Andrew Ng, chief scientist, Chinese search giant Baidu
Artificial intelligence whiz Andrew Ng hangs his hat these days at a nondescript building in Sunnyvale that serves as the Silicon Valley outpost of the Chinese search giant Baidu.
The modest digs belie Baidu's big Asian footprint. With more than 600 million monthly active mobile users, it's often referred to as "the Google of China."
Like Google, Baidu has been exploring artificial intelligence for use on its servers and other applications. AI is deemed so important by Baidu that two years ago it hired Ng, who founded Google's Brain Team, to be its chief scientist.
Ng developed some of the underpinnings of "deep learning," a computer programming technique that uses powerful neural networks of processors to imitate some of the human brain's functions. The technique has achieved astonishing results and is becoming a mainstay of companies like Microsoft, Google, Facebook and, of course, Baidu. The Baidu Silicon Valley AI Lab's speech recognition system, Deep Speech, was named as a "breakthrough" technology by MIT Tech Review in February.
In an interview at his Sunnyvale workplace, he recently spoke to the San Jose Mercury News about computers that learn, respond to spoken speech, or recognize images in photos, and about his current passion, self-driving cars.
Q: A lot of what I've read about deep learning involves search.
A: Yes, our search system is powered by deep learning, but a lot of things at Baidu are powered by deep learning. One of the things Baidu did well early on was to create an internal platform that made it possible for any engineer to apply deep learning to whatever application they wanted to, including applications that AI researchers like me would never have thought of. So today, some of our anti-spam systems and malware detection programs, and a way to detect a day in advance that a hard disk in our data center is going to fail, are powered by deep learning.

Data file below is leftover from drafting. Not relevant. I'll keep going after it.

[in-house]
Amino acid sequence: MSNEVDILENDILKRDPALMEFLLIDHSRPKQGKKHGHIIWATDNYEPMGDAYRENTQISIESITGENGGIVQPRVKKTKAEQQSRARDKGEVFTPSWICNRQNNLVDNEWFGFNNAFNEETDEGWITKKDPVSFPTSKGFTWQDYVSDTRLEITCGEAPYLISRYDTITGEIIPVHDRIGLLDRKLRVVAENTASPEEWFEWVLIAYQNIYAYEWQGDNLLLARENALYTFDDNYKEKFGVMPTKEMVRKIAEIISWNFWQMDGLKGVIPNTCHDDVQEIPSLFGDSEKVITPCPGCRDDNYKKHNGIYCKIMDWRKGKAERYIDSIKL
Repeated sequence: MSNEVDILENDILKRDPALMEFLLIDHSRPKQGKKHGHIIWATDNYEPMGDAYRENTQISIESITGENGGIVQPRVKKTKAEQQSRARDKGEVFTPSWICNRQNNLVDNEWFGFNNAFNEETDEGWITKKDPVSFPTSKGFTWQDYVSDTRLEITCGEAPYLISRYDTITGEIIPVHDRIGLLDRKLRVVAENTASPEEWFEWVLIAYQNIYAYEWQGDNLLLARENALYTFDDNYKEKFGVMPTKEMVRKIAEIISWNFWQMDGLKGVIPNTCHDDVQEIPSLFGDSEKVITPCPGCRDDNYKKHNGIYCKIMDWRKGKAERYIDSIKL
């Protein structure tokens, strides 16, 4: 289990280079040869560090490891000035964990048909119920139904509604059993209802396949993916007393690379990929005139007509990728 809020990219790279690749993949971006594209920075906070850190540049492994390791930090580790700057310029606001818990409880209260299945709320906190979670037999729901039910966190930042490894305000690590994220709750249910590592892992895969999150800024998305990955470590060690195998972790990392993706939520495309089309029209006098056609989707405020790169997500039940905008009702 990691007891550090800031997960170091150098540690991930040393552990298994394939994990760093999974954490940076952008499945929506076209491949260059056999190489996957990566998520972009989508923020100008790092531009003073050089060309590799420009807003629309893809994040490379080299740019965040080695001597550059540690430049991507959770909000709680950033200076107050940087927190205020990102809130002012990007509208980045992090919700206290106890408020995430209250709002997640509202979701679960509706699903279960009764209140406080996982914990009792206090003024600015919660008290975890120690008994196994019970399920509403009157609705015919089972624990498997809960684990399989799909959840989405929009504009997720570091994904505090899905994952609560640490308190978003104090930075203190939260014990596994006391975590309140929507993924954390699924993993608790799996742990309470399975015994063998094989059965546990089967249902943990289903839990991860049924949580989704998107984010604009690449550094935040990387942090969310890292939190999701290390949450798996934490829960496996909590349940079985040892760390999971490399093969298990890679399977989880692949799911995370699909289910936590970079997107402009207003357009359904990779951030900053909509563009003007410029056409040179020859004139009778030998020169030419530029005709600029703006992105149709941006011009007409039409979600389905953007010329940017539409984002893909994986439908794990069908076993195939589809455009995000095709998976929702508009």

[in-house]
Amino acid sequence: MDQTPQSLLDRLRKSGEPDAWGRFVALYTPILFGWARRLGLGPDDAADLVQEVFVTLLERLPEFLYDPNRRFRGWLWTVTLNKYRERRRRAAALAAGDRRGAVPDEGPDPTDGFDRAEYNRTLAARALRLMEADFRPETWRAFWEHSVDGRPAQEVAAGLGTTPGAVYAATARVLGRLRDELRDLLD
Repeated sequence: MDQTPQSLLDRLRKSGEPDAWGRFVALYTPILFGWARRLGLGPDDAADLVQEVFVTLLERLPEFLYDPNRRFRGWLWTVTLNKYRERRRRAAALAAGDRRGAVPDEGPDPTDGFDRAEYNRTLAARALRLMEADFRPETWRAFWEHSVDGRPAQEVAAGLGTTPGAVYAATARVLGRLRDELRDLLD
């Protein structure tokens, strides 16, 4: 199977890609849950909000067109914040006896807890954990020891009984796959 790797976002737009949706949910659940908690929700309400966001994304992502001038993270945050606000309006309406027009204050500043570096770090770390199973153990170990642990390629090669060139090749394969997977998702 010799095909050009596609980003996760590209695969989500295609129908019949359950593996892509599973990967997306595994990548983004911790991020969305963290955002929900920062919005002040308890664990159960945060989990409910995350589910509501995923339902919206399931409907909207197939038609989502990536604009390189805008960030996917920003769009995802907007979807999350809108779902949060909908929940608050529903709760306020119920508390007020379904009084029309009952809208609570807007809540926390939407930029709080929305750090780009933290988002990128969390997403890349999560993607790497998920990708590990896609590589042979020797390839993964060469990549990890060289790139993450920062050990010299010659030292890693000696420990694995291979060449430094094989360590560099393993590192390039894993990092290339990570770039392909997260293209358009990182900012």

Q: What's something that deep learning and artificial intelligence can't do?
A: Most of the value of deep learning today is in relatively narrow domains where you can get a lot of data. Here's one example of something it cannot do: have a meaningful conversation. There are demos, and if you cherry-pick the conversation, it looks like it's having a meaningful conversation, but if you actually try it yourself, it quickly goes off the rails.
Q: What are some things that it can do?
A: We're making a lot of progress using audio, and other things. Input a picture, tell me if this picture is a good image or spam. There are a lot of functions like that. Or, for a self-driving car, input a picture and tell me where the other cars are. I feel like there are hundreds of applications of deep learning.
Q: What do you see it doing in the future?
A: The two things I'm most excited about right now are self-driving cars and speech. Speech doesn't sound like that much, but it's one of those technologies with the potential to change everything. Steve Jobs didn't invent the touch screen. He just made it work very well, and that's changed everything. Today, speech recognition isn't reliable enough for you to use all of the time but I hope in the near future we can have this new way of interacting with all your devices.
Q: And self-driving cars?
A: We're doing lot of work on self-driving cars. We do not currently have cars in the United States, but we plan to, for development and testing. I think we are within striking distance of making self -driving cars a reality, and these would be powered by deep learning.